You are browsing the archive for Arctic Archives - AGU Blogosphere.
10 March 2017
With dogs’ breath fogging the 30-below zero air at their knees, 71 Iditarod mushers steamed their way down the frozen Chena River in Fairbanks on March 6. Upstream, just a few miles behind them, 500 ducks were surviving in a one-mile stretch of open water.
3 March 2017
In early March up on the frozen Arctic Coastal Plain, as the wind sculpts snow into drifts, it’s hard to tell northern lakes from surrounding tundra. But lurking deep beneath that flat white world are toothy predators as long as your arm.
10 February 2017
By the end of this century, Alaskans may be enjoying tropical evening breezes for about a week each year. That’s an increase from the almost zero such nights we currently savor.
3 February 2017
Unless you are now eating muktuk in Savoogna, it’s hard to pinpoint the effects of less sea ice floating on the northern oceans. But some researchers say the northern ocean — now absorbing so much more heat and reflecting so much less — is affecting weather far from the Arctic.
1 February 2017
Dust released by an active coal mine in Svalbard, Norway reduced the spectral reflectance of nearby snow and ice by up to 84 percent, according to new research.
24 January 2017
When spring comes to the Arctic, the breakup of the cold winter ice sheets starts at the surface with the formation of melt ponds. These pools of melted snow and ice darken the surface of the ice, increasing the amount of solar energy the ice sheet absorbs and accelerating melt. Now, researchers describe in a new study how these melt ponds form, solving a paradoxical mystery of how a pool of water actually sits atop highly porous ice.
19 January 2017
But here you are, back in Fairbanks, far from the dulling effects of the (relatively) warm ocean. There’s no buffer between us and the Neptune-like top of the winter world but a mountain range, skimpy boreal forest and tundra plants covered with snow. And in you came.
18 January 2017
A new study shows melting sea ice in the Arctic Ocean could put at risk the objectives of the Paris Agreement to address climate change. The study’s authors conclude that, due to the future increase in the sea ice-albedo feedback, global carbon dioxide emission levels would need to reach zero five to 15 years earlier than expected to meet targets set by the agreement, substantially increasing mitigation costs.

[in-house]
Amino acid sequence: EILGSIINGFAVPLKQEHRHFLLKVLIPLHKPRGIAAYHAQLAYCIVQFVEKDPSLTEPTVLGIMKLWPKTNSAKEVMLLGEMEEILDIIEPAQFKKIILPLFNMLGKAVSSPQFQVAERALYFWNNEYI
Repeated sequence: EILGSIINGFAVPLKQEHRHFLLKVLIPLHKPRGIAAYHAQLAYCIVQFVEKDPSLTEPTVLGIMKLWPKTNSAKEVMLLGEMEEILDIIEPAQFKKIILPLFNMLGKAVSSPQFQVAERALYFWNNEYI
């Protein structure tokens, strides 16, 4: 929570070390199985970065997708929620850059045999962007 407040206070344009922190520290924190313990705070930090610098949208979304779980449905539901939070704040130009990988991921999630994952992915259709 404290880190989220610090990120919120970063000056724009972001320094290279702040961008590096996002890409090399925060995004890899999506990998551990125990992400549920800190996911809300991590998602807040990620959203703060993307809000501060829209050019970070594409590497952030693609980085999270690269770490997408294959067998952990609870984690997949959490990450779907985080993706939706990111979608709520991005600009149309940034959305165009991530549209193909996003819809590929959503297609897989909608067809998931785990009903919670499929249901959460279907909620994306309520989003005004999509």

6 January 2017
In a paper just published in Nature Climate Change, Michael Fritz and colleagues have highlighted the environmental impacts of collapsing Arctic coastlines.
5 January 2017
During an eruption that lasted three days in 1912, a vibrant landscape became the gray badlands known as the Valley of 10,000 Smokes.
15 December 2016
Dozens of the 22,000 scientists gathering here for the week are talking about ice, mostly about how much of it is disappearing, and how quickly that is happening.
21 November 2016
In Alaska, trees growing at the very edge of their northern range may be influenced by warming climate. Will they eventually take over the tundra beyond?
18 November 2016
The relentless advance of Hubbard Glacier takes center stage in Yakutat, but the area surrounding the town is one of the world’s great examples of geology in action.
4 November 2016
One of the many tools birds use to migrate — besides the metal bits in their heads that help them sense Earth’s magnetism — is their ability to use infrasound. Infrasound consists of frequencies too low for us to hear. The aurora, volcanoes, underground nuclear detonations, and stormy seas emit infrasound waves. “Birds flying over the Rockies can hear the surf of both the Atlantic and Pacific,” Sharbaugh said.
14 October 2016
During our 200-mile trip down the Porcupine’s length in Alaska, we saw no current villages, just the remains of a dozen former ones. That got me wondering about one of my favorite Alaska subjects. Do we have more than our share of ghost towns?
12 October 2016
It’s been an incredible 28 days, full of good science, collaboration, and wildlife and ice viewing. Special thanks to the National Science Foundation, the R/V Sikuliaq, the University of Alaska Fairbanks, the Alaska Eskimo Whaling Commission, Oregon State University, and the Virginia Institute of Marine Science for making this trip possible
10 October 2016
As the timing of our science projects got shifted from encountering ice and equipment that didn’t always perform as expected, we ended up with time to allow a side trip to go and walk around on a piece of sea ice.
An observer once said Yukon Flats looks like a place where God forgot to put something.
4 October 2016
Sometimes, a great idea arrives ahead of its time. A person squints at a raw landscape, thinks about it in his bunk on a heaving ship, dreams of it. He scribbles a diagram. He remains quiet years later as others rediscover the same thing.
30 September 2016
We’re on the home stretch! Much of the scientific equipment has already been packed and the mood has changed from a final scramble to squeeze every bit of data out of ship time as possible, to a subdued transit lull in which people are catching up on sleep, tying loose ends, and coming to terms with wrapping up this 28 day cruise.